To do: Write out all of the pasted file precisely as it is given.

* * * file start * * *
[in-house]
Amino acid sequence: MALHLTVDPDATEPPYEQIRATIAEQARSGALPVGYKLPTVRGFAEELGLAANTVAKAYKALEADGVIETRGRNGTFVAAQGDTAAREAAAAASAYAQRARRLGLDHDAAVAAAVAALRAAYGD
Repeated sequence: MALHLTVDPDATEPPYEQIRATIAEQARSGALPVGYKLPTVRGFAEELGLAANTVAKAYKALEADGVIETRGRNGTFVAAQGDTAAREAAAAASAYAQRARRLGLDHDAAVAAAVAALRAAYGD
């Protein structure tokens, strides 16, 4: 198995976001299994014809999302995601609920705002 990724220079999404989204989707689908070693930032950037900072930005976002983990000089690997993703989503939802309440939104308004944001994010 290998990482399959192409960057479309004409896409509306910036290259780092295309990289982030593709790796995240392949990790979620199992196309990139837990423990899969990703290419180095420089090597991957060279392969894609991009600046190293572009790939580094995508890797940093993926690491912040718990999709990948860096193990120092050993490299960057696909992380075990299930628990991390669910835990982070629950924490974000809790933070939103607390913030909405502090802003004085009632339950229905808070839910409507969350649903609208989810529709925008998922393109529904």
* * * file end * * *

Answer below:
[in-house]
Amino acid sequence: MALHLTVDPDATEPPYEQIRATIAEQARSGALPVGYKLPTVRGFAEELGLAANTVAKAYKALEADGVIETRGRNGTFVAAQGDTAAREAAAAASAYAQRARRLGLDHDAAVAAAVAALRAAYGD
Repeated sequence: MALHLTVDPDATEPPYEQIRATIAEQARSGALPVGYKLPTVRGFAEELGLAANTVAKAYKALEADGVIETRGRNGTFVAAQGDTAAREAAAAASAYAQRARRLGLDHDAAVAAAVAALRAAYGD
């Protein structure tokens, strides 16, 4: 198995976001299994014809999302995601609920705002 990724220079999404989204989707689908070693930032950037900072930005976002983990000089690997993703989503939802309440939104308004944001994010 290998990482399959192409960057479309004409896409509306910036290259780092295309990289982030593709790796995240392949990790979620199992196309990139837990423990899969990703290419180095420089090597991957060279392969894609991009600046190293572009790939580094995508890797940093993926690491912040718990999709990948860096193990120092050993490299960057696909992380075990299930628990991390669910835990982070629950924490974000809790933070939103607390913030909405502090802003004085009632339950229905808070839910409507969350649903609208989810529709925008998922393109529904």